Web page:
Comprehending Integration: A Study of Tibetan Refugees in Eastern Himalayas

Yumnam Surjyajeevan, Dr Swati Akshay Sachdeva


Tibetan refugees are unlike other refugees in Indian soil as they are in the hope of returning to Tibet and reinstitute their rightful rule over the land. With the help of Indian government, the Tibetan people have formed their government-in-exile known as ‘Central Tibetan Administration’ (CTA), which is meant for “free democratic administration” of the Tibetan refugees. The CTA and functioning of the Tibetan Parliament in Exile (TPiE) is focussed on keeping all the Tibetan refugees together and bring solidarity among the people, particularly among those who are in India, however, such political determination of the CTA is not without issues concerning the question of integration of the Tibetan refugees. The main motif of the study is to see how much they are adapted and integrated into the culture and practices of the host society. Using the conceptual model developed by Ager and Strang (2008) the level of integration of the refugees is studied. Considering the question of integration, we have focused on the micro-sociological phenomena rather than macro-sociological perspective, as integration can only be successfully translated when participation of people is visible in the micro social trends and activities.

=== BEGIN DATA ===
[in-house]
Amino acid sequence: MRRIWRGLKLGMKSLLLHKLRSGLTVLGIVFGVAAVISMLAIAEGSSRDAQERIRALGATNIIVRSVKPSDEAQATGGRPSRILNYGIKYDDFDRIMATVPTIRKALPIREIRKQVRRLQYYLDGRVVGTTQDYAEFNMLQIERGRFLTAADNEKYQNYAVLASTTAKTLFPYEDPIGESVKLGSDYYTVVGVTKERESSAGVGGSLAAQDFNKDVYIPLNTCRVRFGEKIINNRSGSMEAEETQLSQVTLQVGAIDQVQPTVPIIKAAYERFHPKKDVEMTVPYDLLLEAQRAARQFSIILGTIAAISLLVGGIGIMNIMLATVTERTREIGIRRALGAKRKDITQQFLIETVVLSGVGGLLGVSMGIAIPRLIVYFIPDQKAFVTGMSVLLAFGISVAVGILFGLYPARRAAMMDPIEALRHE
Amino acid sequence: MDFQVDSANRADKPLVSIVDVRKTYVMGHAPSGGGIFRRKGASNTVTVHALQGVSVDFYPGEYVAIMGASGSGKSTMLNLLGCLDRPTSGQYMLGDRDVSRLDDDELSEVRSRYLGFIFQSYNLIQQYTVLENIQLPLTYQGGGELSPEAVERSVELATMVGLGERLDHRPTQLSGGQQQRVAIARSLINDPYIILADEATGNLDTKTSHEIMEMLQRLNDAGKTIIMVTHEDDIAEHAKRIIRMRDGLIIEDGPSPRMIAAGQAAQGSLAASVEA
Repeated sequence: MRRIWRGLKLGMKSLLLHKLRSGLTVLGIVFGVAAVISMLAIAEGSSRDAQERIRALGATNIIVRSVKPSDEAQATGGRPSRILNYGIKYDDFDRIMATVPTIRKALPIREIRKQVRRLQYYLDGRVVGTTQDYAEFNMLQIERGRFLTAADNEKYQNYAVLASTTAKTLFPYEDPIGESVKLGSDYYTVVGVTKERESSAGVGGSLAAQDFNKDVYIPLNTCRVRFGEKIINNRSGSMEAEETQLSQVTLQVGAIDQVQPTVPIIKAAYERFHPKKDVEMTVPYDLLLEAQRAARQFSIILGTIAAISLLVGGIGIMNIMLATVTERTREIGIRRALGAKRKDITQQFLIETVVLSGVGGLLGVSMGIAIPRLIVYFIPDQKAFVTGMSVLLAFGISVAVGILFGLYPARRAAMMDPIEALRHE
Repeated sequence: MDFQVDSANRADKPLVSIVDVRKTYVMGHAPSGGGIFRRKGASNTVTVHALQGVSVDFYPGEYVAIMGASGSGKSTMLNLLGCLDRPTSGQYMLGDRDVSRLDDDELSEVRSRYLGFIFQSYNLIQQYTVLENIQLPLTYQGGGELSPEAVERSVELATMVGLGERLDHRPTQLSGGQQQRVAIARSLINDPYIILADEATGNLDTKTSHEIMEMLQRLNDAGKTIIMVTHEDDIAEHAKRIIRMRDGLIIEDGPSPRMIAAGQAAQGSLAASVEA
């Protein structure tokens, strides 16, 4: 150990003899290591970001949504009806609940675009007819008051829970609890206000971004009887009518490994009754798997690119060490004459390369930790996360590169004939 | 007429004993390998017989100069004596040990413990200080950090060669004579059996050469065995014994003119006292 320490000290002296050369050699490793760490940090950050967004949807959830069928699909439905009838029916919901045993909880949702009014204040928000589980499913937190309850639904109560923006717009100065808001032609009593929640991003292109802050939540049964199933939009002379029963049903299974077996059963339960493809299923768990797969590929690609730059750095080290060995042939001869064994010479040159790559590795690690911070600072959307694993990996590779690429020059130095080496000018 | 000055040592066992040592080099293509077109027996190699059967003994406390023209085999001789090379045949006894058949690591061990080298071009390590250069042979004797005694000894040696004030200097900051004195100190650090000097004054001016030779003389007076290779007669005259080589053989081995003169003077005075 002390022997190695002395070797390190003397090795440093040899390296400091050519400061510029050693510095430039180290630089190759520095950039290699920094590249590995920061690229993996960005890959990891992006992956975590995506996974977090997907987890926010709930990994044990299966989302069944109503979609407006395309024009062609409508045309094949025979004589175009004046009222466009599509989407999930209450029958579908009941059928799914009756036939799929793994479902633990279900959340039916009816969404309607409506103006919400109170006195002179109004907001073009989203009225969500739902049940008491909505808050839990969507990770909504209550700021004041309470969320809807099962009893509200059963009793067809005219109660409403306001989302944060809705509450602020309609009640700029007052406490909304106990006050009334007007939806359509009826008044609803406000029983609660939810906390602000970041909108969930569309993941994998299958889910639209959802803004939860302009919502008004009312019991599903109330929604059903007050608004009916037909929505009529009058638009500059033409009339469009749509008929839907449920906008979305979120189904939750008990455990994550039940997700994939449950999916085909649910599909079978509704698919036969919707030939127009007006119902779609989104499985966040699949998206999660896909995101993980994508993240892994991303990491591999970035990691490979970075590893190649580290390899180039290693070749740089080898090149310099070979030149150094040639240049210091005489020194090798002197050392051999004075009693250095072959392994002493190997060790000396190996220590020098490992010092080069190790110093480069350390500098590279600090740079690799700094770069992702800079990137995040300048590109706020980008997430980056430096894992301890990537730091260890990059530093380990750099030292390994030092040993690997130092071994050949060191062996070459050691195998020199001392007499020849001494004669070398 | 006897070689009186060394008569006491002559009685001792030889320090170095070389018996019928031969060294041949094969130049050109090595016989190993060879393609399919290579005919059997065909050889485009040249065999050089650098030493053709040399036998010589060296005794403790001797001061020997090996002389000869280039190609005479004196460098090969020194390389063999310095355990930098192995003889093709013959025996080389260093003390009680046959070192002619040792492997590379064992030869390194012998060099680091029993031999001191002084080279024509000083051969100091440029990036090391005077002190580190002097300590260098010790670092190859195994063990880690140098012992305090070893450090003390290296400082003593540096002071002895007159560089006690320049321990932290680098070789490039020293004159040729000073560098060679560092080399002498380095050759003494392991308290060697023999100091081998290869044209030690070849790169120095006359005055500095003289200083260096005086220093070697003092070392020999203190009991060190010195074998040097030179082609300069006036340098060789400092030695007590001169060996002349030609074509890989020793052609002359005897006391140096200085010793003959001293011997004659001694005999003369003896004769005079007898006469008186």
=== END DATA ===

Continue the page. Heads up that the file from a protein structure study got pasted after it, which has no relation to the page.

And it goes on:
Ager and Strang Model, Central Tibetan Administration (CTA), Eastern Himalayas, Integration, Tibetan Refugees.

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Prof Subho Ray, Department of Anthropology, Calcutta University 35, Ballygunge Circular Road, Kolkata – 700 019, India. Phone No: 09007118922. Email:; Specializations: Ethnicity, Social Movement . Social Cultural Anthropology

Prof Sanjay Roy; Department of Sociology, North Bengal University. Rajram Mohanpur. Dist Darjeeling. West Bengal, India. Phone No: 9434875610; Email: Specializations: Ethnicity, Movement

Dr Rabindra Kumar Faculty of sociology.SOSS.IGNOU. New Delhi.Maidan Garhi 110067 01129572757


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